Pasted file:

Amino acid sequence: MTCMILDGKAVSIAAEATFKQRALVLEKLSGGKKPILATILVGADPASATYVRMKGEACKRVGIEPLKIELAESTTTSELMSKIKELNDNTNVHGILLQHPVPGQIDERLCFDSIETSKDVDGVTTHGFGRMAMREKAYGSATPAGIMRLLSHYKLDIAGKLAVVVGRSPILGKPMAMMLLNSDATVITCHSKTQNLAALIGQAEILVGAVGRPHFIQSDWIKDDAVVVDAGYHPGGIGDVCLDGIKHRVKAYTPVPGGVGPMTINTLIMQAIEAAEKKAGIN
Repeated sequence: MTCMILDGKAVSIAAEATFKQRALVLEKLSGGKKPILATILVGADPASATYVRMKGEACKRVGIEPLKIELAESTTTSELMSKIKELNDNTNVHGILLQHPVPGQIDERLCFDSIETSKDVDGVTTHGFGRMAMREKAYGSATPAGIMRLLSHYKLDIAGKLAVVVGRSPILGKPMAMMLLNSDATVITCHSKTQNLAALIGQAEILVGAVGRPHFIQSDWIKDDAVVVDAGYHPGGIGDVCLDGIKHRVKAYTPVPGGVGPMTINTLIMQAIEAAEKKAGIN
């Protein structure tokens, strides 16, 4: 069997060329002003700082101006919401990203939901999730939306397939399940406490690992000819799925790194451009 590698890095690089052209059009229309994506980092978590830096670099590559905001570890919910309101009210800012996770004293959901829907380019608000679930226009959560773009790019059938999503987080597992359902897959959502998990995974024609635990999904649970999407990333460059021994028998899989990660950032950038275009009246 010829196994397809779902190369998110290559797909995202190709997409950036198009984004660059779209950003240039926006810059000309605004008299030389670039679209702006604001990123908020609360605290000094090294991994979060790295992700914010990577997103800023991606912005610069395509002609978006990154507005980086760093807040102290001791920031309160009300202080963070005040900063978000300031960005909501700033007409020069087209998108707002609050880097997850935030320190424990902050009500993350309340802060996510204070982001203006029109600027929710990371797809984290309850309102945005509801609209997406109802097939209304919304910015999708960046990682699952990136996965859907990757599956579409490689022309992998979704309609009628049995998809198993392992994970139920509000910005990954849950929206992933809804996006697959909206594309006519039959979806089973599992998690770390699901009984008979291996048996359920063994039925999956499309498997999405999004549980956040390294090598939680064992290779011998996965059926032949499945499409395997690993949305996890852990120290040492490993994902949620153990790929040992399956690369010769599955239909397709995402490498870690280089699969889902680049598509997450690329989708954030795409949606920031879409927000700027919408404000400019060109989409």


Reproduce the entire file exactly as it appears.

Amino acid sequence: MTCMILDGKAVSIAAEATFKQRALVLEKLSGGKKPILATILVGADPASATYVRMKGEACKRVGIEPLKIELAESTTTSELMSKIKELNDNTNVHGILLQHPVPGQIDERLCFDSIETSKDVDGVTTHGFGRMAMREKAYGSATPAGIMRLLSHYKLDIAGKLAVVVGRSPILGKPMAMMLLNSDATVITCHSKTQNLAALIGQAEILVGAVGRPHFIQSDWIKDDAVVVDAGYHPGGIGDVCLDGIKHRVKAYTPVPGGVGPMTINTLIMQAIEAAEKKAGIN
Repeated sequence: MTCMILDGKAVSIAAEATFKQRALVLEKLSGGKKPILATILVGADPASATYVRMKGEACKRVGIEPLKIELAESTTTSELMSKIKELNDNTNVHGILLQHPVPGQIDERLCFDSIETSKDVDGVTTHGFGRMAMREKAYGSATPAGIMRLLSHYKLDIAGKLAVVVGRSPILGKPMAMMLLNSDATVITCHSKTQNLAALIGQAEILVGAVGRPHFIQSDWIKDDAVVVDAGYHPGGIGDVCLDGIKHRVKAYTPVPGGVGPMTINTLIMQAIEAAEKKAGIN
């Protein structure tokens, strides 16, 4: 069997060329002003700082101006919401990203939901999730939306397939399940406490690992000819799925790194451009 590698890095690089052209059009229309994506980092978590830096670099590559905001570890919910309101009210800012996770004293959901829907380019608000679930226009959560773009790019059938999503987080597992359902897959959502998990995974024609635990999904649970999407990333460059021994028998899989990660950032950038275009009246 010829196994397809779902190369998110290559797909995202190709997409950036198009984004660059779209950003240039926006810059000309605004008299030389670039679209702006604001990123908020609360605290000094090294991994979060790295992700914010990577997103800023991606912005610069395509002609978006990154507005980086760093807040102290001791920031309160009300202080963070005040900063978000300031960005909501700033007409020069087209998108707002609050880097997850935030320190424990902050009500993350309340802060996510204070982001203006029109600027929710990371797809984290309850309102945005509801609209997406109802097939209304919304910015999708960046990682699952990136996965859907990757599956579409490689022309992998979704309609009628049995998809198993392992994970139920509000910005990954849950929206992933809804996006697959909206594309006519039959979806089973599992998690770390699901009984008979291996048996359920063994039925999956499309498997999405999004549980956040390294090598939680064992290779011998996965059926032949499945499409395997690993949305996890852990120290040492490993994902949620153990790929040992399956690369010769599955239909397709995402490498870690280089699969889902680049598509997450690329989708954030795409949606920031879409927000700027919408404000400019060109989409």